While Intel and Micron are positioned on flash memory of NAND 3D, SanDisk and Toshiba unveil a second generation of NAND 3D that can stack up to 48 layers instead of 32.
After Samsung's V-NAND, it is Intel and Micron that have announced their plan on NAND 3D flash memory with a technology that is expected to develop high-capacity SSDs in very compact formats.
NAND 3D allows to stack memory module layers in order to increase the storage density while occupying a small footprint on motherboards with benefits in terms of size and power consumption.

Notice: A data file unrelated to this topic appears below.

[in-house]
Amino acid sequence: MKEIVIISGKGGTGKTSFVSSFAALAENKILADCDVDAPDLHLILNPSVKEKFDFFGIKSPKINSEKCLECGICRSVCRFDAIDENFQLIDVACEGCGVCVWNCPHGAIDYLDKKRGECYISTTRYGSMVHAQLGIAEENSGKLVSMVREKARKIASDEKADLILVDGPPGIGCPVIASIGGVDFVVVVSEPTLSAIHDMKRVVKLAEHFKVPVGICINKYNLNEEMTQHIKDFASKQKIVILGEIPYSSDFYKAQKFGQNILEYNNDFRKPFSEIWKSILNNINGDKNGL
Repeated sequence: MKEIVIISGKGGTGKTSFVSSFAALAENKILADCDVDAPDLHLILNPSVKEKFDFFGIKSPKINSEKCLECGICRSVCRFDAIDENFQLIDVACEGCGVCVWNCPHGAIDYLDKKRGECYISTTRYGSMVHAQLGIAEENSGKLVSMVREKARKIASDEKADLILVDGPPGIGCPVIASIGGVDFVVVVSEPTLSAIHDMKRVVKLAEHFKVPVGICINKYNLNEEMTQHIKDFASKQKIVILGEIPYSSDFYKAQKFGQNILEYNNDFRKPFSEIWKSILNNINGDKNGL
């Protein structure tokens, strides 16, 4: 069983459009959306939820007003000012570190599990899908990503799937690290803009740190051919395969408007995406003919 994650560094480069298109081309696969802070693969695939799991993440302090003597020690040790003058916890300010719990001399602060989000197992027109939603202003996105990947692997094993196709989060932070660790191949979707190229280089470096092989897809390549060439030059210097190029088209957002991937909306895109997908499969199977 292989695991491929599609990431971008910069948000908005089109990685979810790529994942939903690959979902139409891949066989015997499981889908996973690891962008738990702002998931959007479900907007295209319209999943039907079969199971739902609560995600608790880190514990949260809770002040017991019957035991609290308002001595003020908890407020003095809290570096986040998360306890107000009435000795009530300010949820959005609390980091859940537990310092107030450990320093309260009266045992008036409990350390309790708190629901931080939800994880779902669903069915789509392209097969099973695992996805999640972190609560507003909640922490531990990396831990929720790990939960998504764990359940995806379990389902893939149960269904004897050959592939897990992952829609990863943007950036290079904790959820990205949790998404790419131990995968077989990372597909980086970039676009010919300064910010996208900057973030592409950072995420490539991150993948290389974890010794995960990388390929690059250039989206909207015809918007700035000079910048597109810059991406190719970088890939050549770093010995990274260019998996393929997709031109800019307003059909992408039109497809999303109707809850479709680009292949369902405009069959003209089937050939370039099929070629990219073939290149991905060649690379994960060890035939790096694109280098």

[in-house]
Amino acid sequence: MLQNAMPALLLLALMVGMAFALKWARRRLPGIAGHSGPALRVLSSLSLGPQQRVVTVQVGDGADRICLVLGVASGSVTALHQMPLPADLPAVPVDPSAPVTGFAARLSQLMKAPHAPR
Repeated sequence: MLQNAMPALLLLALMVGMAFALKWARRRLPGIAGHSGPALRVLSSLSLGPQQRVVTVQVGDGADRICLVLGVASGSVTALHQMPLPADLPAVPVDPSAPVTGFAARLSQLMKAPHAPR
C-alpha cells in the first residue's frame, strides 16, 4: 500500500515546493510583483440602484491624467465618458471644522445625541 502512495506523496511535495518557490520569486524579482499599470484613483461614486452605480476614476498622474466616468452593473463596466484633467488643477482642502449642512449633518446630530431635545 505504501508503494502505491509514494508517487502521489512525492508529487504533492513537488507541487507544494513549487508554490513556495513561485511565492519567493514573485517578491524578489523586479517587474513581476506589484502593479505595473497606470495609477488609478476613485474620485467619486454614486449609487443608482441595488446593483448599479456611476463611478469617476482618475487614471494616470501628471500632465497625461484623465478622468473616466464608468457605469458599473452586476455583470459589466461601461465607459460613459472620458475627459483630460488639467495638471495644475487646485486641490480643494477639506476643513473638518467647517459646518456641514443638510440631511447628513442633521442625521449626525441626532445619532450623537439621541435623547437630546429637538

At the same time, SanDisk announced that it had developed with its partner Toshiba, a second generation of NAND 3D whose technology is called BiCS2 (for Bit Cost Scaling).
Where competitors offer 32 layer stacks, the BiCS2 technology will achieve 48 layers of stacked memory components. Industrial pre-production is scheduled for the second half of 2015 from the company co-operated in Yokkaichi, Japan, and industrial production will start in 2016.
Obviously, SanDisk already announced that it will offer this NAND 3D BiCS2 memory in a future range of high-capacity SSDs for the professional market.